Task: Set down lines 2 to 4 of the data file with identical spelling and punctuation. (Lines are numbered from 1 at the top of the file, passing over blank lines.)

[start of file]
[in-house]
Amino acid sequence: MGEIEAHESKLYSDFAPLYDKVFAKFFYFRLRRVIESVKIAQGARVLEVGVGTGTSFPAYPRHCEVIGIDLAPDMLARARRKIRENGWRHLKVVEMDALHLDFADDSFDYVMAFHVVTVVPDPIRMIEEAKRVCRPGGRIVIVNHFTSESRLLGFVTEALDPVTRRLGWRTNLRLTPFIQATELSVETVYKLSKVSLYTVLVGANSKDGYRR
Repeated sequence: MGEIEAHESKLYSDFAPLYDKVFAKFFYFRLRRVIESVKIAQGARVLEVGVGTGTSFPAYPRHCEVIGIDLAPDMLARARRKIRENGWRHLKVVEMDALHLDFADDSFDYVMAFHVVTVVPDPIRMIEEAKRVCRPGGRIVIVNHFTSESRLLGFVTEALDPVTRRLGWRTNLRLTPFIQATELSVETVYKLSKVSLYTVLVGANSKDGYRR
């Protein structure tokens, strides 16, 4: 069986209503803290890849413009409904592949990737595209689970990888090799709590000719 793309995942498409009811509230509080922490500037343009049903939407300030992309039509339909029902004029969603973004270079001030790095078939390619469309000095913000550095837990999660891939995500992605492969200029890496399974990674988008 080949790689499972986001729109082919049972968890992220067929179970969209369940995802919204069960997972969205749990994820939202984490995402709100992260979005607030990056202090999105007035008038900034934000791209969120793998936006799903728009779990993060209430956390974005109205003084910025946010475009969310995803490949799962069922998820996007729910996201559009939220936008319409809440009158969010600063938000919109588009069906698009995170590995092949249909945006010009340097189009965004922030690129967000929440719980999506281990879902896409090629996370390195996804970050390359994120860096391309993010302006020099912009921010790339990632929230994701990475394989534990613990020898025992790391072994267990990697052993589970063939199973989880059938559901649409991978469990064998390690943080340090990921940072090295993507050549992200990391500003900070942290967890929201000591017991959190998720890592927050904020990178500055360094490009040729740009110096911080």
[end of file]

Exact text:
Amino acid sequence: MGEIEAHESKLYSDFAPLYDKVFAKFFYFRLRRVIESVKIAQGARVLEVGVGTGTSFPAYPRHCEVIGIDLAPDMLARARRKIRENGWRHLKVVEMDALHLDFADDSFDYVMAFHVVTVVPDPIRMIEEAKRVCRPGGRIVIVNHFTSESRLLGFVTEALDPVTRRLGWRTNLRLTPFIQATELSVETVYKLSKVSLYTVLVGANSKDGYRR
Repeated sequence: MGEIEAHESKLYSDFAPLYDKVFAKFFYFRLRRVIESVKIAQGARVLEVGVGTGTSFPAYPRHCEVIGIDLAPDMLARARRKIRENGWRHLKVVEMDALHLDFADDSFDYVMAFHVVTVVPDPIRMIEEAKRVCRPGGRIVIVNHFTSESRLLGFVTEALDPVTRRLGWRTNLRLTPFIQATELSVETVYKLSKVSLYTVLVGANSKDGYRR
């Protein structure tokens, strides 16, 4: 069986209503803290890849413009409904592949990737595209689970990888090799709590000719 793309995942498409009811509230509080922490500037343009049903939407300030992309039509339909029902004029969603973004270079001030790095078939390619469309000095913000550095837990999660891939995500992605492969200029890496399974990674988008 080949790689499972986001729109082919049972968890992220067929179970969209369940995802919204069960997972969205749990994820939202984490995402709100992260979005607030990056202090999105007035008038900034934000791209969120793998936006799903728009779990993060209430956390974005109205003084910025946010475009969310995803490949799962069922998820996007729910996201559009939220936008319409809440009158969010600063938000919109588009069906698009995170590995092949249909945006010009340097189009965004922030690129967000929440719980999506281990879902896409090629996370390195996804970050390359994120860096391309993010302006020099912009921010790339990632929230994701990475394989534990613990020898025992790391072994267990990697052993589970063939199973989880059938559901649409991978469990064998390690943080340090990921940072090295993507050549992200990391500003900070942290967890929201000591017991959190998720890592927050904020990178500055360094490009040729740009110096911080």